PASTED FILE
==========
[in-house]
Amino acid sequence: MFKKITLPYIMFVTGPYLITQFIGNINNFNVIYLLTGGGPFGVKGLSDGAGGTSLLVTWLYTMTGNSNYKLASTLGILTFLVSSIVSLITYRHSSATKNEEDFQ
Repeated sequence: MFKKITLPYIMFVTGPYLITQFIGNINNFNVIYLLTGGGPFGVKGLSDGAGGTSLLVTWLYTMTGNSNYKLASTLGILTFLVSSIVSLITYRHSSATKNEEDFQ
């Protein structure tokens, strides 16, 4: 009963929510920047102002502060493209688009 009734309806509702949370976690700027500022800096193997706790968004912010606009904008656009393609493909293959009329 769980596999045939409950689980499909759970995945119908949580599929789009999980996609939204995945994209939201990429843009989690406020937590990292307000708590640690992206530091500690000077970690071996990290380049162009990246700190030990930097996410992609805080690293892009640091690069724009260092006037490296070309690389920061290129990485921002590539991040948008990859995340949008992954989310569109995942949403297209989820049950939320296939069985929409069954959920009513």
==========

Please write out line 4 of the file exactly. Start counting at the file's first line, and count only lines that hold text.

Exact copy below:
């Protein structure tokens, strides 16, 4: 009963929510920047102002502060493209688009 009734309806509702949370976690700027500022800096193997706790968004912010606009904008656009393609493909293959009329 769980596999045939409950689980499909759970995945119908949580599929789009999980996609939204995945994209939201990429843009989690406020937590990292307000708590640690992206530091500690000077970690071996990290380049162009990246700190030990930097996410992609805080690293892009640091690069724009260092006037490296070309690389920061290129990485921002590539991040948008990859995340949008992954989310569109995942949403297209989820049950939320296939069985929409069954959920009513």